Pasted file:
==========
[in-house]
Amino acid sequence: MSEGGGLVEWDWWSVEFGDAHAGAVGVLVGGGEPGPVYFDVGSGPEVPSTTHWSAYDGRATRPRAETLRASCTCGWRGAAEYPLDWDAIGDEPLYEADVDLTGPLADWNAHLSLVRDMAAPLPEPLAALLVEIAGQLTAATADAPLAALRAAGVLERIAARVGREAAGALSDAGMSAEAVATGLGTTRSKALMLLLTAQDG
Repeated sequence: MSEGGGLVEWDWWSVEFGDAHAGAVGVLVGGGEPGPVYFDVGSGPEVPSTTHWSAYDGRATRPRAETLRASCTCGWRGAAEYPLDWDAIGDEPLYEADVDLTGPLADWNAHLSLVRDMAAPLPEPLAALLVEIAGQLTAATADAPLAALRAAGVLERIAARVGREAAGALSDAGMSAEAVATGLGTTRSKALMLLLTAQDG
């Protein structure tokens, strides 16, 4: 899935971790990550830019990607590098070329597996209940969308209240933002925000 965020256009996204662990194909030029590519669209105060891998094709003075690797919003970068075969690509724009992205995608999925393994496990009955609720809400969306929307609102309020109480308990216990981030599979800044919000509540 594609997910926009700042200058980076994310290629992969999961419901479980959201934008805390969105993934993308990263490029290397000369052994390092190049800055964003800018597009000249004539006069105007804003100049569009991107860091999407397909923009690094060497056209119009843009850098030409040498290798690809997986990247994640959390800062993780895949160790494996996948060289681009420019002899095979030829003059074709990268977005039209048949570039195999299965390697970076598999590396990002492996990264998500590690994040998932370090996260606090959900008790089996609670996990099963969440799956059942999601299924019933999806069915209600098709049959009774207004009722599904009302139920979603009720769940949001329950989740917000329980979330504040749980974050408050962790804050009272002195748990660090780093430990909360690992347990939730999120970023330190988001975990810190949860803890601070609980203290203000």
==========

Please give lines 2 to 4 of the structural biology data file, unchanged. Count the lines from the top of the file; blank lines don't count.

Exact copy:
Amino acid sequence: MSEGGGLVEWDWWSVEFGDAHAGAVGVLVGGGEPGPVYFDVGSGPEVPSTTHWSAYDGRATRPRAETLRASCTCGWRGAAEYPLDWDAIGDEPLYEADVDLTGPLADWNAHLSLVRDMAAPLPEPLAALLVEIAGQLTAATADAPLAALRAAGVLERIAARVGREAAGALSDAGMSAEAVATGLGTTRSKALMLLLTAQDG
Repeated sequence: MSEGGGLVEWDWWSVEFGDAHAGAVGVLVGGGEPGPVYFDVGSGPEVPSTTHWSAYDGRATRPRAETLRASCTCGWRGAAEYPLDWDAIGDEPLYEADVDLTGPLADWNAHLSLVRDMAAPLPEPLAALLVEIAGQLTAATADAPLAALRAAGVLERIAARVGREAAGALSDAGMSAEAVATGLGTTRSKALMLLLTAQDG
């Protein structure tokens, strides 16, 4: 899935971790990550830019990607590098070329597996209940969308209240933002925000 965020256009996204662990194909030029590519669209105060891998094709003075690797919003970068075969690509724009992205995608999925393994496990009955609720809400969306929307609102309020109480308990216990981030599979800044919000509540 594609997910926009700042200058980076994310290629992969999961419901479980959201934008805390969105993934993308990263490029290397000369052994390092190049800055964003800018597009000249004539006069105007804003100049569009991107860091999407397909923009690094060497056209119009843009850098030409040498290798690809997986990247994640959390800062993780895949160790494996996948060289681009420019002899095979030829003059074709990268977005039209048949570039195999299965390697970076598999590396990002492996990264998500590690994040998932370090996260606090959900008790089996609670996990099963969440799956059942999601299924019933999806069915209600098709049959009774207004009722599904009302139920979603009720769940949001329950989740917000329980979330504040749980974050408050962790804050009272002195748990660090780093430990909360690992347990939730999120970023330190988001975990810190949860803890601070609980203290203000």